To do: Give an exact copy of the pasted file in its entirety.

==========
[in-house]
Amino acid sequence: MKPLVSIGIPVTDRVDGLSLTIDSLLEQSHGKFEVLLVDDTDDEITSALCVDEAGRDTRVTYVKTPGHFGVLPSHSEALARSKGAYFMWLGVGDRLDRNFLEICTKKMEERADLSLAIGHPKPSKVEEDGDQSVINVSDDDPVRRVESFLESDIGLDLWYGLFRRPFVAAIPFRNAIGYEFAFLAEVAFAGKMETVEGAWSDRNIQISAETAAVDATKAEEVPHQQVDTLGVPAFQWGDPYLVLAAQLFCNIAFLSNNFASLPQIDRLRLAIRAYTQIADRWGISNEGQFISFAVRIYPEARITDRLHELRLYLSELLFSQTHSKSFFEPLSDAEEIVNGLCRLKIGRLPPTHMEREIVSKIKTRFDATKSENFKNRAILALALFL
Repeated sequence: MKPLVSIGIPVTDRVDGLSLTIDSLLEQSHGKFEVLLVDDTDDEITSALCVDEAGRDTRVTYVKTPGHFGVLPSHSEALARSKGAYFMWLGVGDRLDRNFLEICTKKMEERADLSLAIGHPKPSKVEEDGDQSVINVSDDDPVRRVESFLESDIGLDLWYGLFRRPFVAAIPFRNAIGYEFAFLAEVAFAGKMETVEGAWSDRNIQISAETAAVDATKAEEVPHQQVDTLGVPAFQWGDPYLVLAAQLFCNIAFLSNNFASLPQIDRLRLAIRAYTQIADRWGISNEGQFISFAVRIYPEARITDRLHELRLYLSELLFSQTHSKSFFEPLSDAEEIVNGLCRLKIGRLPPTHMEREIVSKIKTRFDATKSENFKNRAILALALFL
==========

[in-house]
Amino acid sequence: MKPLVSIGIPVTDRVDGLSLTIDSLLEQSHGKFEVLLVDDTDDEITSALCVDEAGRDTRVTYVKTPGHFGVLPSHSEALARSKGAYFMWLGVGDRLDRNFLEICTKKMEERADLSLAIGHPKPSKVEEDGDQSVINVSDDDPVRRVESFLESDIGLDLWYGLFRRPFVAAIPFRNAIGYEFAFLAEVAFAGKMETVEGAWSDRNIQISAETAAVDATKAEEVPHQQVDTLGVPAFQWGDPYLVLAAQLFCNIAFLSNNFASLPQIDRLRLAIRAYTQIADRWGISNEGQFISFAVRIYPEARITDRLHELRLYLSELLFSQTHSKSFFEPLSDAEEIVNGLCRLKIGRLPPTHMEREIVSKIKTRFDATKSENFKNRAILALALFL
Repeated sequence: MKPLVSIGIPVTDRVDGLSLTIDSLLEQSHGKFEVLLVDDTDDEITSALCVDEAGRDTRVTYVKTPGHFGVLPSHSEALARSKGAYFMWLGVGDRLDRNFLEICTKKMEERADLSLAIGHPKPSKVEEDGDQSVINVSDDDPVRRVESFLESDIGLDLWYGLFRRPFVAAIPFRNAIGYEFAFLAEVAFAGKMETVEGAWSDRNIQISAETAAVDATKAEEVPHQQVDTLGVPAFQWGDPYLVLAAQLFCNIAFLSNNFASLPQIDRLRLAIRAYTQIADRWGISNEGQFISFAVRIYPEARITDRLHELRLYLSELLFSQTHSKSFFEPLSDAEEIVNGLCRLKIGRLPPTHMEREIVSKIKTRFDATKSENFKNRAILALALFL